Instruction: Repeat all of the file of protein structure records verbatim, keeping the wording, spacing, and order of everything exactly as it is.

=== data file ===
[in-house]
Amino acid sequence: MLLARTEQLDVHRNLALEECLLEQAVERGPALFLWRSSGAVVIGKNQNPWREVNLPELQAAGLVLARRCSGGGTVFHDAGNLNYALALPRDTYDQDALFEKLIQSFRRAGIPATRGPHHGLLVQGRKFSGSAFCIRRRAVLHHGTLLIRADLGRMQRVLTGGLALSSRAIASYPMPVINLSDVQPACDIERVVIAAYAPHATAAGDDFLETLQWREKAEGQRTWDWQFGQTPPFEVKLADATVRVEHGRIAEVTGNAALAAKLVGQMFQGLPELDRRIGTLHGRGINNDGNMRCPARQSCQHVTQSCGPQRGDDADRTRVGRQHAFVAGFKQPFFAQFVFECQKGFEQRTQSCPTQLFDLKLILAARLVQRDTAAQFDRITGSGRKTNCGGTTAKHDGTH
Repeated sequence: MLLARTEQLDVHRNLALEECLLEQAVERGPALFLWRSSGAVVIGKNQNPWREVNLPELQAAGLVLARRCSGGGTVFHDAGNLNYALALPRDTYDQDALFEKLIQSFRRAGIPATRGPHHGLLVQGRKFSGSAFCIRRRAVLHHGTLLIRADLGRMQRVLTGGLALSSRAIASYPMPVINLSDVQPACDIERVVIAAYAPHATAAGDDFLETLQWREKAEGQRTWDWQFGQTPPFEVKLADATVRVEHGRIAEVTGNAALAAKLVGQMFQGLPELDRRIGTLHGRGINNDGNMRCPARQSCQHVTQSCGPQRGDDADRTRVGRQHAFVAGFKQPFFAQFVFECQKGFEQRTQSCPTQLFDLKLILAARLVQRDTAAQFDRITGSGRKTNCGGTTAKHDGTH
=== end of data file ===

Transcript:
[in-house]
Amino acid sequence: MLLARTEQLDVHRNLALEECLLEQAVERGPALFLWRSSGAVVIGKNQNPWREVNLPELQAAGLVLARRCSGGGTVFHDAGNLNYALALPRDTYDQDALFEKLIQSFRRAGIPATRGPHHGLLVQGRKFSGSAFCIRRRAVLHHGTLLIRADLGRMQRVLTGGLALSSRAIASYPMPVINLSDVQPACDIERVVIAAYAPHATAAGDDFLETLQWREKAEGQRTWDWQFGQTPPFEVKLADATVRVEHGRIAEVTGNAALAAKLVGQMFQGLPELDRRIGTLHGRGINNDGNMRCPARQSCQHVTQSCGPQRGDDADRTRVGRQHAFVAGFKQPFFAQFVFECQKGFEQRTQSCPTQLFDLKLILAARLVQRDTAAQFDRITGSGRKTNCGGTTAKHDGTH
Repeated sequence: MLLARTEQLDVHRNLALEECLLEQAVERGPALFLWRSSGAVVIGKNQNPWREVNLPELQAAGLVLARRCSGGGTVFHDAGNLNYALALPRDTYDQDALFEKLIQSFRRAGIPATRGPHHGLLVQGRKFSGSAFCIRRRAVLHHGTLLIRADLGRMQRVLTGGLALSSRAIASYPMPVINLSDVQPACDIERVVIAAYAPHATAAGDDFLETLQWREKAEGQRTWDWQFGQTPPFEVKLADATVRVEHGRIAEVTGNAALAAKLVGQMFQGLPELDRRIGTLHGRGINNDGNMRCPARQSCQHVTQSCGPQRGDDADRTRVGRQHAFVAGFKQPFFAQFVFECQKGFEQRTQSCPTQLFDLKLILAARLVQRDTAAQFDRITGSGRKTNCGGTTAKHDGTH